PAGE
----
Hyperthermia is when temperatures of certain organs or tissues are raised to 41-46°C. If the temperature is raised to above 47°C, tissue destruction occurs and this process is called thermoablation (Jordan et al. 1999). Thermoablation is characterized by acute necrosis, coagulation, or carbonization of tissue. It is clearly undesirable in a clinical situation due to systemic side effects and further clinical complications (Moroz et al. 2002). Modern hyperthermia trials focus mainly on the optimization of thermal homogeneity at moderate temperatures (42-43°C) in the target volume. SPMNPs have the potential to solve this optimizing problem.
As it is well known, tumor cells are more susceptible to heat increases than healthy, normal cells (Chen et al. 2007). Clinical experiments have been taking advantage of the higher sensitivity of tumor cells to temperatures in the range of 42-45°C than normal tissue cells (Overgaard and Overgaard 1972; Moroz et al. 2001). Hyperthermia treatment for cancer works by raising the tumor temperature resulting in damage in the plasma membrane, the cytoskeleton, and the cell nucleus (Shellman et al. 2008). In addition, certain regulatory proteins, cytokines, or kinases are influenced by hyperthermia, which leads to changes in the cell cycle and can even induce apoptosis (i.e., cell death driven by the cell regulatory system itself) (Fairbairn et al. 1995; Sellins and Cohen 1991). Cancer cells are more vulnerable to elevated temperatures compared to normal, healthy cells because (Chen et al. 2007):
1. Normal cells reside close to normal blood streams which can dissipate heat more effectively compared to cancerous cells which have abnormal blood flow and
2. Cancerous cells have a more acidic surrounding environment, therefore they are more susceptible to hyperthermia
There are several different methods for creating local heat elevation (such as using microwave radiation, capacitive or inductive coupling of radiofrequency fields) by implanting electrodes, by ultrasound, or by lasers. Magnetic hyper-thermia utilizes losses during the magnetization reversal process of the particles when exposed to alternating magnetic fields to convert such losses to heat. In magnetic hyperthermia, superparamagnetic particles are directed and concentrated at the desired location. An alternating magnetic field will be applied and this application results in the magnetization reversal process of the particles. Energy lost in this process is converted to heat.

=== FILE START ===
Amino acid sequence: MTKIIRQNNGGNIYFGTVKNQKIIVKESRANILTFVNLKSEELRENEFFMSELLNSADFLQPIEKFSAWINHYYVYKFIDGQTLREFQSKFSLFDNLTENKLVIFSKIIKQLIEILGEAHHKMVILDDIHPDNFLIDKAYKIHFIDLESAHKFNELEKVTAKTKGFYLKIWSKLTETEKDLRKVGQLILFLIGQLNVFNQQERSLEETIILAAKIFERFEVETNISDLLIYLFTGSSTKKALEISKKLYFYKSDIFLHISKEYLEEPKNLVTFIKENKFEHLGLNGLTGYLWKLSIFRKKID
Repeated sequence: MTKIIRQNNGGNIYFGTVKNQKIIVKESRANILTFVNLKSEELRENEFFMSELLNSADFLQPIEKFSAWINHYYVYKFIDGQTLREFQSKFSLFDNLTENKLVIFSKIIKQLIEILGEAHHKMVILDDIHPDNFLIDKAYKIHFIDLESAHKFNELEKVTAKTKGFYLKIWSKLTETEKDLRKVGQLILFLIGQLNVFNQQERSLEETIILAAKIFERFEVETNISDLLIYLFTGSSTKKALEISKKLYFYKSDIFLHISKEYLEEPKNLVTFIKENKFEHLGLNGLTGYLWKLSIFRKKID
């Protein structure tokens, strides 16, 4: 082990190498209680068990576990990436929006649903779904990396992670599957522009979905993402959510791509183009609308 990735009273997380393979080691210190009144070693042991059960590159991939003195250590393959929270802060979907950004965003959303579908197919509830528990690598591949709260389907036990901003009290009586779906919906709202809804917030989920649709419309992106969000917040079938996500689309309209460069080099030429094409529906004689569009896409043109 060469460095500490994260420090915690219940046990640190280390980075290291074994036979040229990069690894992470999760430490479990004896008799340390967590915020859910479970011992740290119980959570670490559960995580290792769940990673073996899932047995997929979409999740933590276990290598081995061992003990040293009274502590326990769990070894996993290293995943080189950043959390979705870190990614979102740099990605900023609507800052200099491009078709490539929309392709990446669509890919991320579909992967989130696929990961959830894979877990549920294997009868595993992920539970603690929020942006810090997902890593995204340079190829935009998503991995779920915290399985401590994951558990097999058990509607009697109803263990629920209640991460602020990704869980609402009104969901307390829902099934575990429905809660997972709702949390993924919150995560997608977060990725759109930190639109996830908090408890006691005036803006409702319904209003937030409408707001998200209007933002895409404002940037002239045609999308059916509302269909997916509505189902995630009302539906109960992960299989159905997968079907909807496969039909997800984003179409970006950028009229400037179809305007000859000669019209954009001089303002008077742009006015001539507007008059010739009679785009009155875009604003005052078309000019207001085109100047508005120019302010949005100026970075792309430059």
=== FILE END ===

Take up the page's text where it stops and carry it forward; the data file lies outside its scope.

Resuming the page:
The advantages of using SPMNPs in hyperthermia are as followed. First, they can be effectively directed to tumor tissues using magnetic fields and hence can avoid heating up normal tissues. For example, in one study, superparamagnetic magnetite (Fe2O3/Fe3O4) particles (core size 3.1 ± 0.7 nm) coated with modified dextran were targeted to C3H mammary carcinoma in the right hind leg of mice using magnets after intratumoral injection of the particles. With an applied 50 mT magnetic field, the iron concentration at the tumor site was shown to increase 2.5-fold compared to the control in which no magnets were used for targeting (Jordan et al. 1996).
Second, SPMNPs can be readily conjugated with therapeutic agents and delivered to tumors. Upon reaching the tumor site, an alternating magnetic field will be applied causing the particles to be heated, melting the thermosensitive surface, leaking the drug at the tumor site and, at the same time, heating the tumor. This strategy has a dual effect on cancer treatment as researchers have shown increased chemotherapy efficacy when combined with hyperthermia (Wust et al. 2002; Falk and Issels 2001; Kapp et al. 2000; Gerner et al. 2000).
Another advantage of SPMNPs in hyperthermia is that they possess an appropriate and specific Curie temperature (TC) (i.e., the temperature above which SPMNPs lose their magnetic properties and, in turn, their coupling with the external magnetic field) that limits the hyperthermia at the predetermined temperature. For example, copper nickel (Cu/Ni) alloy magnetic nanoparticles were synthesized and coated with PEG and these particles have a Curie temperature in the range of 43-46°C (Chatterjee et al. 2005). This low range of Curie temperature of the Cu/Ni magnetic nanoparticles is very desirable in hyperthermia applications. Once the temperature of the magnetic nanoparticles increases to above TC (from 43 to 46°C in this case), the external magnetic field will stop interacting with the nanoparticles; hence, further tissue heating will not occur.
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